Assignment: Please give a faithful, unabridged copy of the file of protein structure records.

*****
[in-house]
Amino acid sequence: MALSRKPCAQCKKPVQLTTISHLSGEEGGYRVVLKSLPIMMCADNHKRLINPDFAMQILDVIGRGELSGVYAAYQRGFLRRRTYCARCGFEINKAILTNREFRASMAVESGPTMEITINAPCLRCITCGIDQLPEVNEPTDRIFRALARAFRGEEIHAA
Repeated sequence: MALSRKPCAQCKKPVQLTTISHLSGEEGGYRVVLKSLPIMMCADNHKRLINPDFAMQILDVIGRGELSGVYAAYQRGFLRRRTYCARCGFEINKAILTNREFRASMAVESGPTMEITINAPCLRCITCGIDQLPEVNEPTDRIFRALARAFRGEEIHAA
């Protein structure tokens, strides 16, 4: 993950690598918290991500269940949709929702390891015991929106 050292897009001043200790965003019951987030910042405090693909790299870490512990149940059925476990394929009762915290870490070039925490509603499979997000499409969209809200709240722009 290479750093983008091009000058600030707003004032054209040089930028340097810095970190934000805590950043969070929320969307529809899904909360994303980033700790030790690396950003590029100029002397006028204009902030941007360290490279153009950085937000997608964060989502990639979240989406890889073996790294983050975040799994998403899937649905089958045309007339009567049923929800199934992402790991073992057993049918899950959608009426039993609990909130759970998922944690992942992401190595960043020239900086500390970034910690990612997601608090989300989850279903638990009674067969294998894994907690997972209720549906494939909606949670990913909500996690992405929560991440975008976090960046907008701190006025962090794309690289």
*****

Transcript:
[in-house]
Amino acid sequence: MALSRKPCAQCKKPVQLTTISHLSGEEGGYRVVLKSLPIMMCADNHKRLINPDFAMQILDVIGRGELSGVYAAYQRGFLRRRTYCARCGFEINKAILTNREFRASMAVESGPTMEITINAPCLRCITCGIDQLPEVNEPTDRIFRALARAFRGEEIHAA
Repeated sequence: MALSRKPCAQCKKPVQLTTISHLSGEEGGYRVVLKSLPIMMCADNHKRLINPDFAMQILDVIGRGELSGVYAAYQRGFLRRRTYCARCGFEINKAILTNREFRASMAVESGPTMEITINAPCLRCITCGIDQLPEVNEPTDRIFRALARAFRGEEIHAA
């Protein structure tokens, strides 16, 4: 993950690598918290991500269940949709929702390891015991929106 050292897009001043200790965003019951987030910042405090693909790299870490512990149940059925476990394929009762915290870490070039925490509603499979997000499409969209809200709240722009 290479750093983008091009000058600030707003004032054209040089930028340097810095970190934000805590950043969070929320969307529809899904909360994303980033700790030790690396950003590029100029002397006028204009902030941007360290490279153009950085937000997608964060989502990639979240989406890889073996790294983050975040799994998403899937649905089958045309007339009567049923929800199934992402790991073992057993049918899950959608009426039993609990909130759970998922944690992942992401190595960043020239900086500390970034910690990612997601608090989300989850279903638990009674067969294998894994907690997972209720549906494939909606949670990913909500996690992405929560991440975008976090960046907008701190006025962090794309690289």